Friday, February 24, 2012

True to Their Roots

This entire week I've spent time reflecting on my FFA experience. In doing so, I've realized there has been one resounding person that comes to mind as I remember how grateful I am to have been part of a program much bigger than myself. Being just a year older than I, she was an incredible role model of mine as I navigated through high school. And even today she is a true mentor and friend. And, as life turns out, a neighbor.

That being said, when the idea of this entry came to me, one that could potentially till up emotion, I knew we had a good enough relationship that I could ask to come spend an evening with the family. 

Actually, I just Facebook messaged her Mom.

My mentor's name is Kristen, and Kristen's FFA story is a unique one, with a rich history and deep roots. 

It would be fair to say Kristen's passion for agriculture was instilled in her from both parents and both sides of the family. But one parent was able to see her receive her American Degree, and one wasn't. 

Kristen was eleven, and her sister Kaitlyn was five, when their father, Barry, was killed in a farming accident. Though he was never able to assist his two daughters with their SAE projects, Barry still had a fundamental role in the foundation of their agricultural interests and pursuits. 

"The girls were so young when we lost Barry, it is almost ironic how they've grown up to have the very same passions that he had. They didn't have a lifetime to learn from him, to do the things that he loved to do. Still, they're doing it themselves, every single day," says LuAnn, while sitting at the dinning room table with her two daughters, who are both very involved in the agriculture industry. 

Kristen & Kaitlyn

Kaitlyn, a senior at Purdue majoring in agriculture education, is ready to give back to an organization that gave so much to her. In fact, our discussion in their old farm house was delayed a bit because Kaitlyn was wrapping up FFA Week activities with the kids she is currently student teaching. 

"I know I got my passion for cows from Dad, and I relive the things he enjoyed through my own experiences today. But each of us," Kaitlyn said while looking up at her mom and sister, "are in production agriculture today and I know it's because of his memory."

Kristen values her FFA experience because of the real-life applications it provided her.
Today she works in the agribusiness field and also has a cattle operation with her husband Jason. "Whether I knew it then or not, the things I learned in FFA are applicable for the rest of my life," says Kristen.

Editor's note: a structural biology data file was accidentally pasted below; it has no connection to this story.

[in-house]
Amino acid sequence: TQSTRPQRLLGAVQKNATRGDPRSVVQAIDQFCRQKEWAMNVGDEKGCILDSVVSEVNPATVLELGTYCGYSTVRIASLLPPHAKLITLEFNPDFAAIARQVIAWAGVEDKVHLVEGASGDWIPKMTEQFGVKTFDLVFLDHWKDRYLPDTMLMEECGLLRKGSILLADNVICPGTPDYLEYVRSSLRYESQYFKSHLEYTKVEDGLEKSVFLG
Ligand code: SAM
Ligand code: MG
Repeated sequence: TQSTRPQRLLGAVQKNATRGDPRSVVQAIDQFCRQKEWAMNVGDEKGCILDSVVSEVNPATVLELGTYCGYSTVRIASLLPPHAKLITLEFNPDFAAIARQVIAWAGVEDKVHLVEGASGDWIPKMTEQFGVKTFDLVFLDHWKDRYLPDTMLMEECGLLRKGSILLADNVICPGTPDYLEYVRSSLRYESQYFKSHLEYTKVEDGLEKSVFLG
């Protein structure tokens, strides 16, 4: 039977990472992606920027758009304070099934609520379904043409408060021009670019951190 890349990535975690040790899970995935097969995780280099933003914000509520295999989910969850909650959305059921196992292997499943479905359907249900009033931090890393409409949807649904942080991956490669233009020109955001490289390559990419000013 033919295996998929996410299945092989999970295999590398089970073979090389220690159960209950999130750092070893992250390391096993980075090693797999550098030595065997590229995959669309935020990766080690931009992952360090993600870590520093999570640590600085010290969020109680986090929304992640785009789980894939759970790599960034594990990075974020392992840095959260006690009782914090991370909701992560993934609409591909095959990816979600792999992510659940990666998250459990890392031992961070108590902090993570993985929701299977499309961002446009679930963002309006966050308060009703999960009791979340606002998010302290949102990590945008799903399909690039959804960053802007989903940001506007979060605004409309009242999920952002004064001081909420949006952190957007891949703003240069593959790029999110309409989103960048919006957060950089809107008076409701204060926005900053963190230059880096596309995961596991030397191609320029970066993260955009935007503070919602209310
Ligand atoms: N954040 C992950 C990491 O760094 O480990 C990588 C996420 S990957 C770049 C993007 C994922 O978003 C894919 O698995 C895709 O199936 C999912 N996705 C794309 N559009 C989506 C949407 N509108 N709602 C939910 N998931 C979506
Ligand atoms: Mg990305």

But Barry wasn't the only one in their rural Indiana family that was, or is, passionately involved in FFA and agriculture. 

Their grandpa Marvin was State Reporter in 1955-1956. 
Barry served as District Reporter in 1976-1977.
Kristen served as District Vice President in 2001-2002. 
And Kaitlyn brought the three generations together by serving as District Treasurer in 2007-2008.

And the best part, all four also held offices in the Hagerstown FFA Chapter. 

A collection of jackets, and stories 

Many who read this blog know Kristen and Kaitlyn, though some haven't had the pleasure. I  say with confidence that I don't know two ladies who are so well-adjusted and driven, as these two are. The influence they've had on others' lives is incredible , whether they realize that or not.  Our small east central Indiana community has watched these two grow up. 

Though the sisters claim to be very different, I couldn't help but notice how they finished each others sentences during one part of our discussion: talking about the fight we're fighting to be AGvocates in our industry. Both shifted in their seats as they described the unfortunate stereotype that agriculture still faces today and painful misconceptions about where our food comes from. Lucky for these two, the farm legacy runs deep in their blood. 

"Everyone talks today about family farms and staying true to your roots. Well, we've done that. Even with Dad not around we've pulled together, gotten stuff done and stayed engaged in the industry. We address things in world wide agriculture, but we're still a family-based operation," Kristen says as she looks to Kaitlyn, who gently nods in agreement. 

"It is humbling to see how much of Barry is in each of them," LuAnn continues. "His legacy of compassion for other other people is visible in both of them. These girls, they'd both give five minutes to anyone who needed it...well, except for each other!"

All four of us laugh, but none of us believed that. 

She continued, "I look at my girls and all that they're doing. They may not realize it, but that all comes from him. Both are exactly where Barry would have wanted them to be."

After our conversation around the dining room table, I drove to Kristen's house to pick up her beloved jackets. On the drive over I couldn't help but smile, feeling quite thankful for knowing the crew I just spent an evening with; what classic ladies, who understand the importance of hard work and persistence, even in the darkest of hours. 

I reached Kristen's house. She blew the dust off of her jackets and handed them to me as I stepped out under the porch light, into the cold February air.

She stopped me. 

"Listen, I know we said "legacy" a lot tonight, but I don't know if that is the right word to use when you write this. We're down to earth people. I like to think of my Dad as my guardian angel, in everything I do."

I looked at her and smiled. 
A word wasn't needed;
After the conversation the four of us just had, I strangely understood exactly what she meant. 


  1. Awesome post! Love all these FFA week posts! I haven't seen the Culy girls in forever...

  2. Love it and oh how it touches my life in so many ways and I don't even knwo this family!!! Thanks for a great write up!!

  3. What a cool story of family, generations, FFA and agriculture. You can also share this story at